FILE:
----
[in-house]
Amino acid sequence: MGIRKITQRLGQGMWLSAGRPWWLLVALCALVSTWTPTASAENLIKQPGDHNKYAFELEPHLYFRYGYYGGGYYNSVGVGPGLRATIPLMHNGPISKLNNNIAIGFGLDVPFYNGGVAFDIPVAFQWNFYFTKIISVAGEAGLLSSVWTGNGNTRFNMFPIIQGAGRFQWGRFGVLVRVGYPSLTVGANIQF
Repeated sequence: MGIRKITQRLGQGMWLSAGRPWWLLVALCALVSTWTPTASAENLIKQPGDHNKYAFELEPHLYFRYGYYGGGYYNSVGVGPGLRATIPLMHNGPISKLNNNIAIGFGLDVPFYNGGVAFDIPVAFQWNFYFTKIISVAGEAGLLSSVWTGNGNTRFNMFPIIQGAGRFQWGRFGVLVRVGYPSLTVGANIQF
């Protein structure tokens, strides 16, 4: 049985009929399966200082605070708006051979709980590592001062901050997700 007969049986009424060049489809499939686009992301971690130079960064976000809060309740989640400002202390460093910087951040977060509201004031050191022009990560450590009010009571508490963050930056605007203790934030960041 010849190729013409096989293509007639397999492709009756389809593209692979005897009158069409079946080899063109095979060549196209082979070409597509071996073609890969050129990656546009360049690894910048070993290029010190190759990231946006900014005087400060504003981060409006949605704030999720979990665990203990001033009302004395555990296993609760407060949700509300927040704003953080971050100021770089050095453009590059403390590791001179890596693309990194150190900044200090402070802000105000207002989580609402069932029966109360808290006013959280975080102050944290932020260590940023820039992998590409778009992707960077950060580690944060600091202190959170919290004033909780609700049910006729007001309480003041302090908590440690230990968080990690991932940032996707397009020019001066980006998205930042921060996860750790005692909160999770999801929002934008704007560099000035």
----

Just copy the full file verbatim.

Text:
[in-house]
Amino acid sequence: MGIRKITQRLGQGMWLSAGRPWWLLVALCALVSTWTPTASAENLIKQPGDHNKYAFELEPHLYFRYGYYGGGYYNSVGVGPGLRATIPLMHNGPISKLNNNIAIGFGLDVPFYNGGVAFDIPVAFQWNFYFTKIISVAGEAGLLSSVWTGNGNTRFNMFPIIQGAGRFQWGRFGVLVRVGYPSLTVGANIQF
Repeated sequence: MGIRKITQRLGQGMWLSAGRPWWLLVALCALVSTWTPTASAENLIKQPGDHNKYAFELEPHLYFRYGYYGGGYYNSVGVGPGLRATIPLMHNGPISKLNNNIAIGFGLDVPFYNGGVAFDIPVAFQWNFYFTKIISVAGEAGLLSSVWTGNGNTRFNMFPIIQGAGRFQWGRFGVLVRVGYPSLTVGANIQF
């Protein structure tokens, strides 16, 4: 049985009929399966200082605070708006051979709980590592001062901050997700 007969049986009424060049489809499939686009992301971690130079960064976000809060309740989640400002202390460093910087951040977060509201004031050191022009990560450590009010009571508490963050930056605007203790934030960041 010849190729013409096989293509007639397999492709009756389809593209692979005897009158069409079946080899063109095979060549196209082979070409597509071996073609890969050129990656546009360049690894910048070993290029010190190759990231946006900014005087400060504003981060409006949605704030999720979990665990203990001033009302004395555990296993609760407060949700509300927040704003953080971050100021770089050095453009590059403390590791001179890596693309990194150190900044200090402070802000105000207002989580609402069932029966109360808290006013959280975080102050944290932020260590940023820039992998590409778009992707960077950060580690944060600091202190959170919290004033909780609700049910006729007001309480003041302090908590440690230990968080990690991932940032996707397009020019001066980006998205930042921060996860750790005692909160999770999801929002934008704007560099000035």